Graham was in Washington when the accident occurred. Later in the day, be flew to the Kennedy Space Center with Vice President George Bush and Senators John Glenn and Jake Garn. The latter three flew back to Washington after consoling the families of Challenger crew members and meeting with the Shuttle launch team. Graham stayed behind; in a series of phone calls to the White House during the night, a decision was made to have the President appoint an external review commission to oversee the accident investigation. Although Graham had been briefed by his NASA staff on how the investigation after the 1967 Apollo 1 fire had been handled, he apparently did not argue that the NASA Mishap Investigation Board, set up immediately after the accident, should continue to lead the inquiry.
This naming of an external review panel was in marked contrast to what had happened nineteen years earlier, on January 27, 1967. When he learned that a fire during a launch pad test had killed the three Apollo 1 astronauts, NASA Administrator James Webb immediately notified President Lyndon Johnson, and told him that NASA was best qualified to conduct the accident investigation. Webb later that evening told his associates that
4. Of those who worked closely with him in the return-to-flight effort, Truly singles out for particular praise Arnold Aldrich, Richard Kohrs, and Gerald Smith. Each of them, he notes "deserve an arm or a leg of the Collier Trophy." Personal communication to the author, August 14, 1995.
5. NASA, Memorandum from M/Associate Administrator for Space Flight to NASA's Space Shuttle Team, "Return to Flight," June 10, 1988.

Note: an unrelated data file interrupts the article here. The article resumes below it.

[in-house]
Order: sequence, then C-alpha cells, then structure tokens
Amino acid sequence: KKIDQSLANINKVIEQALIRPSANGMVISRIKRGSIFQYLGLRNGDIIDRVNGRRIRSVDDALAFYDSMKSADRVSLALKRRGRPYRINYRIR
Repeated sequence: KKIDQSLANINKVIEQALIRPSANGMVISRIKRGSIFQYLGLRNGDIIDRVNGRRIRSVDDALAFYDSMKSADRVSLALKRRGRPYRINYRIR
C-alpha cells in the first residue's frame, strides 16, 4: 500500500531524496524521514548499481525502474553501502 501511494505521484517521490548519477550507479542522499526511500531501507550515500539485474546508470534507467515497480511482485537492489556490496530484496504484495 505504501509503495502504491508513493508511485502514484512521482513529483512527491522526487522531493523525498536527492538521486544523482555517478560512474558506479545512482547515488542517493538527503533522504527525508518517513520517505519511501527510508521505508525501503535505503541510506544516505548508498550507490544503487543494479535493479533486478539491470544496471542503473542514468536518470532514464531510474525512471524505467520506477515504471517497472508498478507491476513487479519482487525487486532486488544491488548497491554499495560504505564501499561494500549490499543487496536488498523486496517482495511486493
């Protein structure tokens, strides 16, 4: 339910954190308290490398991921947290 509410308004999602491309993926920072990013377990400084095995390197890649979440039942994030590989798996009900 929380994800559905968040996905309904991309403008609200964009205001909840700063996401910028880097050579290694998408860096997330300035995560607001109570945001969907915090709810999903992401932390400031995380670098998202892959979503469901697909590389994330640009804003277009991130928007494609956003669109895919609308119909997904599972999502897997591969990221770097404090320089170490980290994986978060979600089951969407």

6. Unless otherwise cited, this narrative of the return-to-flight effort is based on accounts in the leading trade journal Aviation Week & Space Technology (hereafter AW&ST), New York Times, and the Washington Post. All three gave detailed coverage to the effort.
7. New York Times, February 21, 1986, p. A12.
The Space Shuttle Discovery takes off from Launch Pad 39B at the Kennedy Space Center, FL, as Mission STS-26 on 29 September 1988,11:37:00 a.m. EDT. The 26th shuttle mission lasted four days, one hour, zero minutes, and 11 seconds. Discovery landed 3 October 1988, 9:37:11 a.m. PDT, on Runway 17 at Edwards Air Force Base, CA. Its primary payload, NASA Tracking and Data Relay Satellite-3 (TDRS-3) attached to an Inertial Upper Stage (IUS), became the second TDRS deployed. After deployment, IUS propelled the satellite to a geosynchronous orbit.
STS-26 crew trains in JSC fixed-based (FB) shuttle mission simulator (SMS)
Shuttle Discovery ascends to orbit beginning mission STS-26
STS-26 Discovery, Orbiter Vehicle (OV) 103, IUS / TDRS-C deployment
Frams von STS-26 Discovery Mission NASA-Video: